Dec 212007
 

Stewart recently posted on his blog about ‘depth‘ in the Christian faith. Coincidentally, I had been reading some discussions across some other websites (here and here) about some of the misconceptions surrounding the Christmas story (and the selective reporting of what was said). The two seem to come together in my mind and chime with some of the stuff I’ve been doing at uni (this, for example) this last semester.

I do wonder just how much baggage we have floating around in our head that shapes our understanding of our faith – and more to the point (and pertinent to Stewart’s blog) how ignorant we are of its inaccuracy. I was thinking about this in terms of hymns and praise songs. To what degree does what we sing in church become our understanding of the Christian faith? After all, ask someone to tell you what was said in the sermon and ask them for some lines form what was sung and I think it’s a safe bet which will be remembered best my most. This, I reckon, is even more true of those who turn up to church at Christmas and Easter only – generally to see ‘the kids’ take part in nativity plays or Easter presentations.

So, take for example “We three kings of Orient are”. Right from the very opening line it’s a misrepresentation of scripture. Pick almost any other hymn (Christmas or otherwise) and you’ll find similar things. And that’s what becomes people’s understanding of what scripture really says and what the Gospel message is.

Now, I’m not suggesting that we shouldn’t be singing hymns. What we should understand is what hymns are. They’re poetry set to music – they’re metaphorical, symbolic, fanciful, exaggeration, and all the other things that make good poetry poetry and not an academic study. And the same applies to scripture. We need to be able to distinguish between its poetry, its prose, its metaphors, its parables, its advice, its history and so on. But to do that we need education and depth of understanding – right back to Stewart’s point. And as he suggests, that takes effort, both on the part of the educator and those who wish to learn. I think it also comes back to something that seems to have been cropping up in much of my studies this year – the proper understanding of myth/legend/saga/story, call it what you will. I was also reading an article by Richard Dawkins (sent to me by a friend) and I think it perfectly illustrates the ignorance, even of those who are well-educated, of how scripture needs to be read.

Do I have an answer to how to ‘fix it’? Absolutely not, except perhaps to make the same commitment as Stewart has done – to take responsibility and become a better-educated Christian; and in so doing, become a better witness to the truth of the Gospel, rather than reinforce popular misconceptions.

The next big question then is how to carry this into ministry. How does one have a teaching ministry that encourages and promotes depth in a congregation and yet also meets all of the other needs of that congregation. Now there’s a subject for serious consideration.

Sep 302007
 

Well, I was this close (imagine thumb and forefinger held up really close together) to dropping Modern Christology and opting for something like Homiletics. 150 pages of Schleiermacher just about did my head in and I was seriously thinking of finding something less burdensome. So, last Monday morning I happened to bump into the lecturer and told him what I was thinking of doing. He told me that I wouldn’t ‘get’ Schleiermacher until the end of the course and not to worry about it. To cut a long story short, he persuaded me to stick with it (and not be a dropout like the other 15 out of 35 who did quit). If I’m being honest, I probably didn’t need much persuasion. And now I’m quite glad I stayed.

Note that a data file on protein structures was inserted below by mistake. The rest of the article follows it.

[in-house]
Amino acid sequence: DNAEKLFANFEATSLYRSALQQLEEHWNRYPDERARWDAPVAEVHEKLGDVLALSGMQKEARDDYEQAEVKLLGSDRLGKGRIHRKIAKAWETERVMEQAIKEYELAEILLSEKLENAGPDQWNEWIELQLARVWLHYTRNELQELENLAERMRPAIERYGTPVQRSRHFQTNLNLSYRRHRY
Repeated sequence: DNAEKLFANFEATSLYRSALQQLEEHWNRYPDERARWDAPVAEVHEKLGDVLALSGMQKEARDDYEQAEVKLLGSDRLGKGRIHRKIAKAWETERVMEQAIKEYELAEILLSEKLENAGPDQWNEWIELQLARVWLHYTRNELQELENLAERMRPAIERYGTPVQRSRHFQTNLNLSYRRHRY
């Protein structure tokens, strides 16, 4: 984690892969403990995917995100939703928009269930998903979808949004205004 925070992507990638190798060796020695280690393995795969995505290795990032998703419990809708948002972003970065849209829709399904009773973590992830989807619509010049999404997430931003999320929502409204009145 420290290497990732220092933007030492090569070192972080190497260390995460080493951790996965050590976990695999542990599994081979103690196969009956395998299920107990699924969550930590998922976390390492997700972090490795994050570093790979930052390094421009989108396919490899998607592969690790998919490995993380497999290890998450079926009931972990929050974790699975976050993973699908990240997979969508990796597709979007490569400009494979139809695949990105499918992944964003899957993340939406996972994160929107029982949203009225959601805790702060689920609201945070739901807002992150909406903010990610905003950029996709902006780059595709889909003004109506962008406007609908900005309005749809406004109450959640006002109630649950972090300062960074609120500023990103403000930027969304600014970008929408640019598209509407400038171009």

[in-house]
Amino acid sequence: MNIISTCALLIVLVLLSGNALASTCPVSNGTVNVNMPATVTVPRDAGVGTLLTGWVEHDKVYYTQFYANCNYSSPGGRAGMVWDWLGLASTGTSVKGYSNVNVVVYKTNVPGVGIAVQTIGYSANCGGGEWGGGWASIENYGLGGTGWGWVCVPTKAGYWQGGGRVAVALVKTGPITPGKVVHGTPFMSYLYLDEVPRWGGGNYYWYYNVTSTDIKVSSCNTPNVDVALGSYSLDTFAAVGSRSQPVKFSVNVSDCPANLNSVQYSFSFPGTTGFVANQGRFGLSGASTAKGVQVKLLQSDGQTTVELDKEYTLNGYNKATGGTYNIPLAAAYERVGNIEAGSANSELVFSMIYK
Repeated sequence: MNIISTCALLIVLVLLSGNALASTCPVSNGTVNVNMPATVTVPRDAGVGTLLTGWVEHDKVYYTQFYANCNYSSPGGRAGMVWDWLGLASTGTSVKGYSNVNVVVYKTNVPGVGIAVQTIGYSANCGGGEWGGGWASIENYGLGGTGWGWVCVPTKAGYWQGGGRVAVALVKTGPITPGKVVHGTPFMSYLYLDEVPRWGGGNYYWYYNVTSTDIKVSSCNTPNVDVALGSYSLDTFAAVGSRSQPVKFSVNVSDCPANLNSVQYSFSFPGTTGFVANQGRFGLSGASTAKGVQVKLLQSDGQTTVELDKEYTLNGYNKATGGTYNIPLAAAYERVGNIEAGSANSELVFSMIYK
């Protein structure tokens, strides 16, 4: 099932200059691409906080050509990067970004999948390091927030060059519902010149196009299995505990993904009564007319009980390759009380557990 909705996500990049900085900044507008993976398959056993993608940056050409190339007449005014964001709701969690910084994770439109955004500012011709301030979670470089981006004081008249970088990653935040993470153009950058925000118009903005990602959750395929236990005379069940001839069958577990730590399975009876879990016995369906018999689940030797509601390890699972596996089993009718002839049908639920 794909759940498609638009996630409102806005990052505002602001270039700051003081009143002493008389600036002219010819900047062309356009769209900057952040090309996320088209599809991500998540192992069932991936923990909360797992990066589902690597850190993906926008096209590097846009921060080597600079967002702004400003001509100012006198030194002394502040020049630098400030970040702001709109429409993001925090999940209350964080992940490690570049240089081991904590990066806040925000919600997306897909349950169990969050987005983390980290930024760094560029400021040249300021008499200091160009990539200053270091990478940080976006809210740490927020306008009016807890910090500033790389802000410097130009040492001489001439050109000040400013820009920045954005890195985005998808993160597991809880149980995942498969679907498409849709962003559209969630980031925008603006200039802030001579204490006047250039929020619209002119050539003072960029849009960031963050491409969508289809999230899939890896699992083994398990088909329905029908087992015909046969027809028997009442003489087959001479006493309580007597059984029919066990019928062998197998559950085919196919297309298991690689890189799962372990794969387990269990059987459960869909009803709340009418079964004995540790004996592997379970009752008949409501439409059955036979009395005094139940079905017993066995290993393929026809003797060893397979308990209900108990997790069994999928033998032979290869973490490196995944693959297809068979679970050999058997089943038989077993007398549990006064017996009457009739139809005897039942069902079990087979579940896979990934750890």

I’ve just about finished a couple of Bultmann readings and very challenging they are too. One of them was his lecture on ‘Demythologizing the New Testament Proclamation as Task’. This is basically saying the the ‘myth’ thought-world of the New Testament is no longer something modern society can deal with effectively and so it is necessary to strip out the ‘mythical’ aspects of what we read in scripture and look for the bits that we can still directly relate to. It’s not that these aspects are irrelevant, rather we just don’t ‘get them’ with our rational thought processes and so we should dispense with them. So a lot of the ‘magic stuff’ disappears – demon possession, virgin births, miracles, etc. We ‘accept’ them in faith, but only because others before us did and now they are no longer necessary for our faith.

I just happen to be reading Moltmann at the moment as well and coincidentally got to a chapter on much the same thing. The virgin birth, for example, is really of no interest to us and should be irrelevant to our faith. It’s a gynaecological issue, not a ‘make or break’ basis for our faith. Its import comes through the projection, backwards, of what the ‘origins’ of the Messiah might be expected to be (based on cultural myth and past prophecy). In essence – Jesus is the Messiah so He must have had a virgin birth.

As I say, quite challenging stuff and it really forces you to strip away the layers of your own faith and see whether what’s left will withstand scrutiny.

I do wonder though if things aren’t changing again. Bultmann’s lecture was written in 1941. I think that, since then, society has become less ‘rational’ in thought-world. I think there is more of a search for the spiritual and that what was once dismissed as myth (as in just a made-up story) is now becoming more acceptable as myth (a way of expressing a spiritual truth that is beyond our ability to properly describe). Post-modernism is, I think, rediscovering a sense of the ‘greater’. Theologians (and more pointedly, those who put it into direct application, in the pulpit) perhaps need to (re)discover an appropriate language that connects with that spiritual searching.